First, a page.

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Happiness in Graduate School

Although happiness I difficult to quantify, we compared self reported happiness data from women respondents of our survey to other factors in their graduate careers.


Happiness levels graph
Figure H-1. Are you happy in grad school?

As you can see in Figure H-1, only 48% of respondents said yes, they were happy. While not a lot said that they were unhappy, there is still quite a few students with mixed feelings.

Happy and Leaving

One of the questions we asked was "Have you ever thought about leaving grad school?"

Graph showing percentage of respondents who thought about leaving graduate school
Figure H-2. Have you ever thought about leaving grad school?

61% of our respondents have at one time considered leaving graduate school. When asked if they considered leaving grad school responded "kinda" or "yes". 44.16% of that is a strong yes.

This was, unsurprisingly, strongly negatively correlated with "Are you happy?" Those who are happy are less likely to think about leaving. If your goal is to retain women in you graduate program, some effort should be made to consider the factors that contribute to their happiness.

Balance is important. A lot of the women mentioned that they didn't have enough support for their right to have outside activities and these outside interests were central to their feeling in control of their lives and making progress. Many mentioned outside relationships were central to their staying in grad school.

This quote exemplifies the feelings of many women graduate students:

"I have seriously considered quitting many times, but I am not a quitter. I feel that my advisor would prefer someone who can put all efforts into school, but I simply cannot without making myself sick. I've been there and won't do it again! If it weren't for my stubbornness and support from my friends, I would have quit. In the end, I think I'll be very glad that I didn't. I'm even considering my PhD!"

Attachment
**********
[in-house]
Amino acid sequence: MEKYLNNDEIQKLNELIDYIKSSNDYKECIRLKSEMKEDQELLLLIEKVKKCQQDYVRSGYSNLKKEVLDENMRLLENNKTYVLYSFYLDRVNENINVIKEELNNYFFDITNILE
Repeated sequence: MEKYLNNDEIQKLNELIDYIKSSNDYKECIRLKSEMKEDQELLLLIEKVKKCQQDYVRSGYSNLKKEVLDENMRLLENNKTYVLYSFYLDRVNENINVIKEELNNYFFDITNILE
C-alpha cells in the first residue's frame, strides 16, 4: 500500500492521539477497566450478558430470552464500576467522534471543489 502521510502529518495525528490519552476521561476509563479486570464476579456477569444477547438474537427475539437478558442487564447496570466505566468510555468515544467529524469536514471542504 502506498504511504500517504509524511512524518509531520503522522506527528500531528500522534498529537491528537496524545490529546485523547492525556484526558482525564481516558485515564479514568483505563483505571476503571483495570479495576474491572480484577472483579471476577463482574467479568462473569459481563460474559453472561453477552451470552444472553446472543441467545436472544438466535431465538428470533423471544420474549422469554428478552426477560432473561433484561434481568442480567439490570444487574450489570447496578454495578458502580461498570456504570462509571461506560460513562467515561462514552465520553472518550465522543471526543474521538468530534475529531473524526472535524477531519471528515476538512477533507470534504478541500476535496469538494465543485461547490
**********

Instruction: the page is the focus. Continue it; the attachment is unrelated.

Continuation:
Reasons respondents stayed in graduate school graph
Figure H-3. Why did you stay in graduate school?

Stubbornness was a major factor for why students stayed, with 46% of respondents saying that they stayed because of it.

Happy and Advisor Support

Another important factor for women was feeling supported by their advisor, and support in their research topic. Support and happiness were correlated (p = .450 s= 0.01). 63% of the students who felt unsupported were unhappy and the rest felt mixed. None were happy. Of the 88 students who did feel supported, only 2% were unhappy and 57% said happy, with the rest mixed.

Those who felt unsupported were unsurprisingly also more likely to feel uncomfortable in advisor meetings for non-research related reasons and more likely to have thought about leaving.

We also compared the happiness of students with the difficulty they had with the undergrad/ grad-student transition.(p = -.415, s=0.05). The harder the transition, the less happy the students are and the more likely they are to leave (p = .356, s = 0.01) This appears to be a crucial time to support graduate students.

A lot of these problems are especially important to women but solving them could benefit all graduate students. Many of the women felt that they did not want to be treated as a minority and could succeed on their own merits. We can improve the environment for everyone by improving it for women.